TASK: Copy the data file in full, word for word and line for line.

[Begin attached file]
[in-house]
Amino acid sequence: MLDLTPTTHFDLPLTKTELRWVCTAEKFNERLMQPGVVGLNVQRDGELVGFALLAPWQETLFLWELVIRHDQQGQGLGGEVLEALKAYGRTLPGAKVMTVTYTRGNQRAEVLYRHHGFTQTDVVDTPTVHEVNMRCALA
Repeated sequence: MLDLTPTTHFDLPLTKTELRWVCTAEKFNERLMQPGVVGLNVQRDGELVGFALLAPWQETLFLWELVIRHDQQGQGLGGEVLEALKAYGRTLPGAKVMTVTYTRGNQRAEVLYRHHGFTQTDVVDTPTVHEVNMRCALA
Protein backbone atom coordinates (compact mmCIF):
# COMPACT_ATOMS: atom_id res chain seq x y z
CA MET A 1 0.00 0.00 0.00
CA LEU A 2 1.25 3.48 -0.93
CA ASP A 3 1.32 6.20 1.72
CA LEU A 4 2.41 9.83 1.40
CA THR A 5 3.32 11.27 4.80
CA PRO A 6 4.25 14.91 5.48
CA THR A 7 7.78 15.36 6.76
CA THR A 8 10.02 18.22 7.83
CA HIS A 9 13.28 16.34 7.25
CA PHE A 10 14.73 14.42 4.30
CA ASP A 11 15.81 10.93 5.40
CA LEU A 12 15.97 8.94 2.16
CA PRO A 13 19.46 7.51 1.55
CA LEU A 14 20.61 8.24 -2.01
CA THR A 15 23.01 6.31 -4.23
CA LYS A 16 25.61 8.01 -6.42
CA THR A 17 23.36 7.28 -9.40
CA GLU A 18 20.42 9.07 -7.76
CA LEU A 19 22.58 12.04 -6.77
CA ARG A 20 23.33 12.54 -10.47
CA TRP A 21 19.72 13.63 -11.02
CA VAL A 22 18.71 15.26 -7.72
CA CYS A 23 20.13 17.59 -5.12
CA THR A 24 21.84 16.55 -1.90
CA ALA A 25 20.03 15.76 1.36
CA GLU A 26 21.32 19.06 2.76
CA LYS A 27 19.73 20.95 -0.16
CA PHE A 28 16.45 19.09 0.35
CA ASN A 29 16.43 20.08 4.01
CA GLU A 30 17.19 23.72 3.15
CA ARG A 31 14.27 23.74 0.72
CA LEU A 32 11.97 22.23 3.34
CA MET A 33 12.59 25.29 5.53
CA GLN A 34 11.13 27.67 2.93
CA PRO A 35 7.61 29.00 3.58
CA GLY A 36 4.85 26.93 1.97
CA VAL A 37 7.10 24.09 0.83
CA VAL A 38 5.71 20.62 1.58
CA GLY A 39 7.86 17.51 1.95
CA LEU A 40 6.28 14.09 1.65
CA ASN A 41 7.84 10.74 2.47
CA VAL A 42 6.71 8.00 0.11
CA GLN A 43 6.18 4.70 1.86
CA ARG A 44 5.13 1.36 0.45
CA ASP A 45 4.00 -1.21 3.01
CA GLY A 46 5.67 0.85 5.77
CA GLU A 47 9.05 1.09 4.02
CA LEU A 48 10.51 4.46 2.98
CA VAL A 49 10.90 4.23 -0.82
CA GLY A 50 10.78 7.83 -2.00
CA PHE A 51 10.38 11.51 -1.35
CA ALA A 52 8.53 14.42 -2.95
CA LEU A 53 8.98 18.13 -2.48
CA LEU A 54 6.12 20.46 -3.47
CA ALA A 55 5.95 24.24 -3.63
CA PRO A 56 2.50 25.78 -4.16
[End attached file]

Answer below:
[in-house]
Amino acid sequence: MLDLTPTTHFDLPLTKTELRWVCTAEKFNERLMQPGVVGLNVQRDGELVGFALLAPWQETLFLWELVIRHDQQGQGLGGEVLEALKAYGRTLPGAKVMTVTYTRGNQRAEVLYRHHGFTQTDVVDTPTVHEVNMRCALA
Repeated sequence: MLDLTPTTHFDLPLTKTELRWVCTAEKFNERLMQPGVVGLNVQRDGELVGFALLAPWQETLFLWELVIRHDQQGQGLGGEVLEALKAYGRTLPGAKVMTVTYTRGNQRAEVLYRHHGFTQTDVVDTPTVHEVNMRCALA
Protein backbone atom coordinates (compact mmCIF):
# COMPACT_ATOMS: atom_id res chain seq x y z
CA MET A 1 0.00 0.00 0.00
CA LEU A 2 1.25 3.48 -0.93
CA ASP A 3 1.32 6.20 1.72
CA LEU A 4 2.41 9.83 1.40
CA THR A 5 3.32 11.27 4.80
CA PRO A 6 4.25 14.91 5.48
CA THR A 7 7.78 15.36 6.76
CA THR A 8 10.02 18.22 7.83
CA HIS A 9 13.28 16.34 7.25
CA PHE A 10 14.73 14.42 4.30
CA ASP A 11 15.81 10.93 5.40
CA LEU A 12 15.97 8.94 2.16
CA PRO A 13 19.46 7.51 1.55
CA LEU A 14 20.61 8.24 -2.01
CA THR A 15 23.01 6.31 -4.23
CA LYS A 16 25.61 8.01 -6.42
CA THR A 17 23.36 7.28 -9.40
CA GLU A 18 20.42 9.07 -7.76
CA LEU A 19 22.58 12.04 -6.77
CA ARG A 20 23.33 12.54 -10.47
CA TRP A 21 19.72 13.63 -11.02
CA VAL A 22 18.71 15.26 -7.72
CA CYS A 23 20.13 17.59 -5.12
CA THR A 24 21.84 16.55 -1.90
CA ALA A 25 20.03 15.76 1.36
CA GLU A 26 21.32 19.06 2.76
CA LYS A 27 19.73 20.95 -0.16
CA PHE A 28 16.45 19.09 0.35
CA ASN A 29 16.43 20.08 4.01
CA GLU A 30 17.19 23.72 3.15
CA ARG A 31 14.27 23.74 0.72
CA LEU A 32 11.97 22.23 3.34
CA MET A 33 12.59 25.29 5.53
CA GLN A 34 11.13 27.67 2.93
CA PRO A 35 7.61 29.00 3.58
CA GLY A 36 4.85 26.93 1.97
CA VAL A 37 7.10 24.09 0.83
CA VAL A 38 5.71 20.62 1.58
CA GLY A 39 7.86 17.51 1.95
CA LEU A 40 6.28 14.09 1.65
CA ASN A 41 7.84 10.74 2.47
CA VAL A 42 6.71 8.00 0.11
CA GLN A 43 6.18 4.70 1.86
CA ARG A 44 5.13 1.36 0.45
CA ASP A 45 4.00 -1.21 3.01
CA GLY A 46 5.67 0.85 5.77
CA GLU A 47 9.05 1.09 4.02
CA LEU A 48 10.51 4.46 2.98
CA VAL A 49 10.90 4.23 -0.82
CA GLY A 50 10.78 7.83 -2.00
CA PHE A 51 10.38 11.51 -1.35
CA ALA A 52 8.53 14.42 -2.95
CA LEU A 53 8.98 18.13 -2.48
CA LEU A 54 6.12 20.46 -3.47
CA ALA A 55 5.95 24.24 -3.63
CA PRO A 56 2.50 25.78 -4.16